than, Sr., 38. Tufts, Oliver, 38. Tufts. Peter, 16, 66, 88, 89, 92. Tufts, Peter, Jr., 69, 89. Tufts, Rebecca, 89. Tufts, Samuel, 89, 90, 91, 92, 93. Tufts, Dr., Simon, 18. Tufts, Timothy, 66, 89, 90, 91, 92. Tufts, Timothy, Esq., 93. Tufts, W., 89. Tufts, Widow, 24. Tufts, William, 42. Turner, John, 66. Turnpike, .Medford, 22. Underwood, Joseph, 11. Unitarian Church, 40. Ursuline Convent, 22. Usher, Governor, 19, 31. Vane, Sir, Henry, 33. Vassall, William, 28. Venus, 88. Vermont, 56. Vinal, Anna Parker, 71. Vinal, Josephine, 71. Vinal, Leonora, 71. Vinal, Leslie T., 71. Vinal, Lydia (Stone), 70. Vinal, Martha Adams, 71. Vinal, Mary Lowell, 71. Vinal, Quincy Adams, 37, 70. Vinal, Robert A., 70. Vinal, Deacon, Robert, 37, 70. Violet, 88. Walters, William, 13. Waltham, Mass., 74. Wannottymies River, 31. Warren, Amos, 91. Washington (General), 58. Washington Hall, 48. Washington School, 52. Washington Street, Boston, 30. Wat
The writings of John Greenleaf Whittier, Volume 6. (ed. John Greenleaf Whittier), Old portraits and modern Sketches (search)
im to go South, to the White Sulphur Springs, and thinks that, despite of his dark complexion, he would be safe there from being sold for jail fees, as his pro-slavery merits would more than counterbalance his colored liabilities, which, after all, were only prima facie evidence against him. He suggests Texas, also, as a place where patriots of a certain class most do congregate, and continues as follows:— There is Arkansas, too, all glorious in new-born liberty, fresh and unsullied, like Venus out of the ocean,—that newly discovered star in the firmament banner of this Republic. Sister Arkansas, with her bowie-knife graceful at her side, like the huntress Diana with her silver bow,—oh it would be refreshing and recruiting to an exhausted patriot to go and replenish his soul at her fountains. The newly evacuated lands of the Cherokee, too, a sweet place now for a lover of his country to visit, to renew his self-complacency by wandering among the quenched hearths of the expatriate<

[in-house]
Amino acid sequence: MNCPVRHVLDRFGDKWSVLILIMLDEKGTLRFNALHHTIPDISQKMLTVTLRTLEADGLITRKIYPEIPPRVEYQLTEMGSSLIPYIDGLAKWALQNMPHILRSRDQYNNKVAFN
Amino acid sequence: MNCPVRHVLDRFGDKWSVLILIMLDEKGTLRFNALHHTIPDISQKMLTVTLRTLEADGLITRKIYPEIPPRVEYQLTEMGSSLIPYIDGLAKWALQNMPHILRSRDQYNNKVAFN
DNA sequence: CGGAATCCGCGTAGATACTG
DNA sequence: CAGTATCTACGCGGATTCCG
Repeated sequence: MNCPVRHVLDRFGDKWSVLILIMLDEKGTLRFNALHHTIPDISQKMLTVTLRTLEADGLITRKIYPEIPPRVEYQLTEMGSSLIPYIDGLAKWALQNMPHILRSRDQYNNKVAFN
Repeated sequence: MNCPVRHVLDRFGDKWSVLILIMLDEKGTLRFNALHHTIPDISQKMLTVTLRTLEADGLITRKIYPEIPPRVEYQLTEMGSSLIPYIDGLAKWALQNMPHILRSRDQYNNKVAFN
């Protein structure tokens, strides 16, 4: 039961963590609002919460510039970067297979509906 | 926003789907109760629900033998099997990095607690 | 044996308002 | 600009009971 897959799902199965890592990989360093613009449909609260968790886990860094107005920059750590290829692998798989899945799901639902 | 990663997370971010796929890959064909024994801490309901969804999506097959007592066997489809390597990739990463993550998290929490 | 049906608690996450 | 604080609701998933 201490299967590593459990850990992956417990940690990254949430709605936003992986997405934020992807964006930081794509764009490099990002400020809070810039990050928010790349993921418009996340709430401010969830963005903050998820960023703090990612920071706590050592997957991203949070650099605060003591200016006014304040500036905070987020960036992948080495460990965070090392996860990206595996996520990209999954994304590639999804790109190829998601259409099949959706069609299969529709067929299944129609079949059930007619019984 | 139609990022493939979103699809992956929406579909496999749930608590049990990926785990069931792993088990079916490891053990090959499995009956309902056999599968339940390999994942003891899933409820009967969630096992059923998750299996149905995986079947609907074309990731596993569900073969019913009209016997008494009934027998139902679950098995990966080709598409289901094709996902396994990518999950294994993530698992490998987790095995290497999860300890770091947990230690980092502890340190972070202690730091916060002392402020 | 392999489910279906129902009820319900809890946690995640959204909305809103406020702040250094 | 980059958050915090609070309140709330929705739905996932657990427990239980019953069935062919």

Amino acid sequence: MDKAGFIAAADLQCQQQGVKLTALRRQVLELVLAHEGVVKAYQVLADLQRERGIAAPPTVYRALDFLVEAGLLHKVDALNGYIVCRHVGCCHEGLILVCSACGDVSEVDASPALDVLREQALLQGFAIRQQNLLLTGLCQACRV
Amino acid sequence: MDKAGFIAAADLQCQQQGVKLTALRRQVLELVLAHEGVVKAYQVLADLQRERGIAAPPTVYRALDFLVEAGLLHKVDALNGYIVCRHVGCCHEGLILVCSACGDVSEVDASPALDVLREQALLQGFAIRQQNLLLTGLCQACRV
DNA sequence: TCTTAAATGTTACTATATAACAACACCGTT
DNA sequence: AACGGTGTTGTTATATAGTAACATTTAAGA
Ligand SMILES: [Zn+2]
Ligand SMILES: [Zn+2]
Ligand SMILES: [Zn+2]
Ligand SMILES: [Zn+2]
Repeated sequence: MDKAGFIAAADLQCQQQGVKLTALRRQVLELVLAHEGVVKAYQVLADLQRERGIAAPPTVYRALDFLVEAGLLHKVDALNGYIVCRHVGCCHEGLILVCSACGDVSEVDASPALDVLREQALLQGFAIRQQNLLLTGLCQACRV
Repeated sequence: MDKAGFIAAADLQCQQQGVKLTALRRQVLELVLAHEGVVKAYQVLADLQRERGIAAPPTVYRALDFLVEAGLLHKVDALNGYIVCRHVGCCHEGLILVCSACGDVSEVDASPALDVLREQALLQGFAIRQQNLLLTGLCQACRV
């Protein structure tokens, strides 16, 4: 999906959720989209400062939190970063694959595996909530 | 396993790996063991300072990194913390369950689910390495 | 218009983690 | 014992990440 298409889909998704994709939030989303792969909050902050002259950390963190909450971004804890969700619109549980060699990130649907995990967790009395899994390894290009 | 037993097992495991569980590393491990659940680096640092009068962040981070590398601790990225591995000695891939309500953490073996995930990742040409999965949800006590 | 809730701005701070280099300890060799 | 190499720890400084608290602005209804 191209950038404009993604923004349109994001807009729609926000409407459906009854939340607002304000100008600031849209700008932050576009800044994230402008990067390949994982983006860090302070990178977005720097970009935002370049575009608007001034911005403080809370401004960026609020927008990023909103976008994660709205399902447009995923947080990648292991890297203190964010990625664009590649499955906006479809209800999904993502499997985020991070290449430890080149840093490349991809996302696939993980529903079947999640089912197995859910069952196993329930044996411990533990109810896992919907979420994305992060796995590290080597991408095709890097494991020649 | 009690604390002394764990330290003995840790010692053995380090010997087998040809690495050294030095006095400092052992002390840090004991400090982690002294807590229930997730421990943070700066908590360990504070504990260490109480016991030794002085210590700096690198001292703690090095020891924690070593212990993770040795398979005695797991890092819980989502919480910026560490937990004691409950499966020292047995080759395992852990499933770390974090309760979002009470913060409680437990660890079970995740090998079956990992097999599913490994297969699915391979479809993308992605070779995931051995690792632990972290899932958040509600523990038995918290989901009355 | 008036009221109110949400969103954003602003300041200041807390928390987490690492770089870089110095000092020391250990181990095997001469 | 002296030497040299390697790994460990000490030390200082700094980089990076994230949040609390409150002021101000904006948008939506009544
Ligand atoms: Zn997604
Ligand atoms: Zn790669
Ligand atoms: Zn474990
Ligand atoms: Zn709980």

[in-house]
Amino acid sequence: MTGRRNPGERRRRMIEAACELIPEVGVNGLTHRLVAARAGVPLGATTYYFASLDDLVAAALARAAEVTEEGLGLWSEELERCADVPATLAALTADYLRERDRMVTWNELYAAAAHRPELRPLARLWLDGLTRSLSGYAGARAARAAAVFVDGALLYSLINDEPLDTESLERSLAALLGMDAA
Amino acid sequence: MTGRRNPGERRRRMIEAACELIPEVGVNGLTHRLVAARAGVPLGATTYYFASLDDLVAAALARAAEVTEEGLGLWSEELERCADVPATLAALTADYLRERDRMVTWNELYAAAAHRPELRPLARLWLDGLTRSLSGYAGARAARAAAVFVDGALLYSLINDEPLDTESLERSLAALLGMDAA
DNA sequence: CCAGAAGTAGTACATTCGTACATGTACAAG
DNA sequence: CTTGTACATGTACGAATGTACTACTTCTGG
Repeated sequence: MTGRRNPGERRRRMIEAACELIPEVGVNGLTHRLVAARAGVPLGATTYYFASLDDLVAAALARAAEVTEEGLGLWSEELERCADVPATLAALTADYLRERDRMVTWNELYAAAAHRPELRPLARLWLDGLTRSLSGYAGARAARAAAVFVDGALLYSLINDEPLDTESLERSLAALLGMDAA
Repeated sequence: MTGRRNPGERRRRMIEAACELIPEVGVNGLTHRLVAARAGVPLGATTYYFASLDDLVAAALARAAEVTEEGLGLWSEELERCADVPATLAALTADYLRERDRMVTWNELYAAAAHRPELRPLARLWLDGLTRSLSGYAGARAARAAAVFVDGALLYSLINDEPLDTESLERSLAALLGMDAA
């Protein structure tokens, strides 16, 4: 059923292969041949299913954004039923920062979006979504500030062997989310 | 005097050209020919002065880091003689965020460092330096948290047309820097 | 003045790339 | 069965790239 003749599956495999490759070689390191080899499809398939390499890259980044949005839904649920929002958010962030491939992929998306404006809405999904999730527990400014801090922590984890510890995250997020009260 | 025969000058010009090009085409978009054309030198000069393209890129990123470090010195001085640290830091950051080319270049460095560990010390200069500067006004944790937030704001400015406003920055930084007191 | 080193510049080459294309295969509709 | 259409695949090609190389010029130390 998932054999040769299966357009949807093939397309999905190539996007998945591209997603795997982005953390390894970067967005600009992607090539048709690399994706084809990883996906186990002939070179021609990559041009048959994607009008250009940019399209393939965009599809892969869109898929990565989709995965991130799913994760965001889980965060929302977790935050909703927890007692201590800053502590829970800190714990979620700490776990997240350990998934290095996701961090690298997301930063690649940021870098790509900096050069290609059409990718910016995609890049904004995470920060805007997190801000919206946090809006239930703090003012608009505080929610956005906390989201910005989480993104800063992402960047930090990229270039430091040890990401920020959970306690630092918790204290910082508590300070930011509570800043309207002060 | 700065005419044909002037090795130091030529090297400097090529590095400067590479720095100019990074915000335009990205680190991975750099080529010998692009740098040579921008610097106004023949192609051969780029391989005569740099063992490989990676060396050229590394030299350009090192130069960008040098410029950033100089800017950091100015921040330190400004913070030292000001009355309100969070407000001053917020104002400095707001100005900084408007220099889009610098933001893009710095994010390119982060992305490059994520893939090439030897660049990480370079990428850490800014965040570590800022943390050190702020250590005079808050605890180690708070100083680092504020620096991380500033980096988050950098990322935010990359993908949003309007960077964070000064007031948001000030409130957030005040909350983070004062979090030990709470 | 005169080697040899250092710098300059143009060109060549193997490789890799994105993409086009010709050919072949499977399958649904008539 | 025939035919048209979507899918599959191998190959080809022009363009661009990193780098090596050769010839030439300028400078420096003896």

.) William Cutler was a Pct. committeeman and assessor in 1764. William (3), was an innholder and had slaves. Rose, his servant, m. Punch, servant of Samuel Brooks of Medford, 3 June, 1754—fee 10s. She, styled maid-servant of William, was bap. 15 Dec. 1754. (Punch, her husband, slave—man-servant of Samuel Brooks, Jr., Medford—bap. same time). A negro child of Rose, servant of William, b. 2 Feb. 1755, d. 5 Feb. 1755, a. 4 ds. Dinah, negro girl of Wil-Liam, was bap. 17 Oct. 1756, se. 2. Venus, a dau. of Rose—William's negro—was bap. 9 Dec. 1759. Prince, s. of Rose—William's servant—b. 8 Aug., bap. 12 Sept. 1762. Rose m. Scipio Pool of Medford, 1 Sept. 1768—fee $1. Rose, servant of William, d. 29 Aug. 1769, a. 48. Tobey, black slave of William, d. 16 Apr. 1774. Ishmael, rated in Menotomy in 1781, was probably a servant of William. Dinah and Ishmael are named in an article on the doings of the Cutler family at the time of the passage of the British troops through M